6 January 2023 • STEM Brain Signals, Robotics and Research

Members of the Robotics Club join a faculty research project to explore the intersection of computer science and medicine.

Robotic testing of brain models plays an increasingly important role in developing medical treatments for neuromotor conditions such as Parkinson’s disease, as well as robotic prosthetics for patients managing paralysis and amputation.

As Assistant Professor of Computer Science Chris Fietkiewicz explains, “Modern neuroscience uses computer models to study how the brain controls movement through the use of muscle tissue and sensory feedback. Testing such models is extremely difficult to do with animals and humans, and robots offer a valuable alternative for mimicking the muscle and sensory components.”


Fietkiewicz, who worked in industry for a decade as both an electrical engineer and software engineer before joining HWS in 2019, has embarked on a new neurorobotics research project in collaboration with Vuthy Vey ’24 and Md Khairul Islam ’26, the co-founders and executive committee members of the HWS Robotics Club.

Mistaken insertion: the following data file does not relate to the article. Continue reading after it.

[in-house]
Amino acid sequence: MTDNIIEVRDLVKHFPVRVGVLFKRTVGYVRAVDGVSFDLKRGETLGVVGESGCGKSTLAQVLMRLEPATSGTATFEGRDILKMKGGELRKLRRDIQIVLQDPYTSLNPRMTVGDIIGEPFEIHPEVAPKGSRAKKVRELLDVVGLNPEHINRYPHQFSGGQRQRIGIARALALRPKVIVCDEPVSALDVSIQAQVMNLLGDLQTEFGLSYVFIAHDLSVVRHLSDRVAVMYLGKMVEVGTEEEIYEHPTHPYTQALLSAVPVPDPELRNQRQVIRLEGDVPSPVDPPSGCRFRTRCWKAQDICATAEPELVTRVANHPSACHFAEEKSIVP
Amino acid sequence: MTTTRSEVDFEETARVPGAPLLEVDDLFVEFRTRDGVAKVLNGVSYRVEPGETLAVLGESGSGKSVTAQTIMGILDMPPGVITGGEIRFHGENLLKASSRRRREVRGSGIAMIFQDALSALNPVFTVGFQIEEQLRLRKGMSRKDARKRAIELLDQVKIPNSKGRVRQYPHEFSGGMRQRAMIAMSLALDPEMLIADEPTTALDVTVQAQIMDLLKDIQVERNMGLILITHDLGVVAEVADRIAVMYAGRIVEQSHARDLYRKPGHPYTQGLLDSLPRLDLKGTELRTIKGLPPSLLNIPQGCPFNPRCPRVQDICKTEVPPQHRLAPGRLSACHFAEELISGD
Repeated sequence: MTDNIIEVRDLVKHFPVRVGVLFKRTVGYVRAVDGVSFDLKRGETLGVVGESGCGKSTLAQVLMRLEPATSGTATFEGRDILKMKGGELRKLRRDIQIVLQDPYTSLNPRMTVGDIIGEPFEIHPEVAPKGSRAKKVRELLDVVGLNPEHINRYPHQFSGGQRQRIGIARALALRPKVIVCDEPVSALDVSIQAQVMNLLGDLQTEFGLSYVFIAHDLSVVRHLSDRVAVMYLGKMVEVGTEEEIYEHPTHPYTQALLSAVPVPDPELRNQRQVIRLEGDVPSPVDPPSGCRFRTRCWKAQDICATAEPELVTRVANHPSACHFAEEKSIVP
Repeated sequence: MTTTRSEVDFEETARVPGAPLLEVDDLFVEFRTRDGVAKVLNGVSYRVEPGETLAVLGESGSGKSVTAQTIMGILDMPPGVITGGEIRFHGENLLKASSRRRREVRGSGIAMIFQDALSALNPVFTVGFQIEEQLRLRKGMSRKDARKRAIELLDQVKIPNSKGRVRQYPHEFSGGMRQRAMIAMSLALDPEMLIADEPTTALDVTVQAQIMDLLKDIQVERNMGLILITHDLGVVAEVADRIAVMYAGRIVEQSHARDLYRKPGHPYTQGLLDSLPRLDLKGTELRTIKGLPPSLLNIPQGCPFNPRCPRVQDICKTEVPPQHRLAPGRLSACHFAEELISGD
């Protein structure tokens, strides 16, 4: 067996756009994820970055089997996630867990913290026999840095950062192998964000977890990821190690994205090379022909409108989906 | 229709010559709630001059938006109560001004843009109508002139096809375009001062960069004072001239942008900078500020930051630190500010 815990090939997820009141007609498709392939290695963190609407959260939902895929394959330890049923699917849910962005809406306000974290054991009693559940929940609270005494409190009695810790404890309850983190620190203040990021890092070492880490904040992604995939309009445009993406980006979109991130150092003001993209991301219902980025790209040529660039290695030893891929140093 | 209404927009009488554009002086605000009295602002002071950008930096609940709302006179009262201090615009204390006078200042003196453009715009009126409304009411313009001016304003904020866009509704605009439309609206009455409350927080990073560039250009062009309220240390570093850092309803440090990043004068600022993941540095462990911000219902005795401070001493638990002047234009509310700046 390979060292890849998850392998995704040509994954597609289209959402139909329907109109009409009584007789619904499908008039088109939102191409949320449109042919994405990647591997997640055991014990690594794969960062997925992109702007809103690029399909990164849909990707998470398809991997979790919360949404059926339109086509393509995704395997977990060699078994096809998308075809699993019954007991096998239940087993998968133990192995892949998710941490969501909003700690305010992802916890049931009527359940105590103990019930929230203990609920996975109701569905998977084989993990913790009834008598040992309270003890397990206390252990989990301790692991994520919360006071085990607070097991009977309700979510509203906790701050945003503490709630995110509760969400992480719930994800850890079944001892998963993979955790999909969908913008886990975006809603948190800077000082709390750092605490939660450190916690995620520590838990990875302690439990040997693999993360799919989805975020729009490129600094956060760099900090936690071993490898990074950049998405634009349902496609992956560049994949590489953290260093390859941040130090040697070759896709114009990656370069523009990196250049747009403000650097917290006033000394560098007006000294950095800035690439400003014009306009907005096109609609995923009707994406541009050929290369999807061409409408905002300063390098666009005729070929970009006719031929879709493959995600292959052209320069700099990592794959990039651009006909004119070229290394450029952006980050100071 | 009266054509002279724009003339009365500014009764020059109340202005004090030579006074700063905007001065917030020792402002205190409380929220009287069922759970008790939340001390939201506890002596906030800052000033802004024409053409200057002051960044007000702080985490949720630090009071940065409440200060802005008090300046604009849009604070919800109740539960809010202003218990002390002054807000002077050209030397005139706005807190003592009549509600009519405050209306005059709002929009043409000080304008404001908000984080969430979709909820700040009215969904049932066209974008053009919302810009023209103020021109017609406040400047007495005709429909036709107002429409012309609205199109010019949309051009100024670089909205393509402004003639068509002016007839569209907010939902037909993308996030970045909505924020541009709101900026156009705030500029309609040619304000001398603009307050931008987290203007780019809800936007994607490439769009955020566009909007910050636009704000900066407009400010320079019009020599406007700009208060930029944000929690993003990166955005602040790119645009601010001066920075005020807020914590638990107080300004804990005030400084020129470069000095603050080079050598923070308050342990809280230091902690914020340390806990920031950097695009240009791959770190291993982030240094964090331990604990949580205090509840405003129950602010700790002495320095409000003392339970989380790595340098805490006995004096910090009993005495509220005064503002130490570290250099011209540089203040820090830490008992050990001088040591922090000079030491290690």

Both students are enrolled in the Colleges’ Joint Engineering Degree program — a cross-institution partnership with Columbia and Dartmouth, and Vey and Islam began work on the neurorobotics project with Fietkiewicz during the fall semester.

Vey, who has worked on satellite development and testing during internships at the Cornell University Space Systems Design Studio, programs robots to examine various inputs that simulate brain signals. Islam, who has won multiple awards in international robotics competitions and mentored fellow students, helps construct the robots.

Under their leadership, the HWS Robotics Club continues to grow, attracting the attention of 70 HWS students and drawing additional resources and materials to design robots and drones. Islam says members come to the club with various interests and backgrounds: some have extensive experience building robots, some prefer the programming aspect, and some are novices who are simply curious about the technology and its applications.

Using the knowledge they’ve developed through their academic research and through the club, Vey and Islam have set their sights on the club’s next phase: national competitions.

Fietkiewicz’s research in computational neuroscience focuses on software development for simulating neurons and neural networks. He collaborates on multiple projects with researchers at Case Western Reserve University in the departments of Biomedical Engineering, Biology and Mathematics.

Click here for a detailed description of Dr. Fietkiewicz’s research.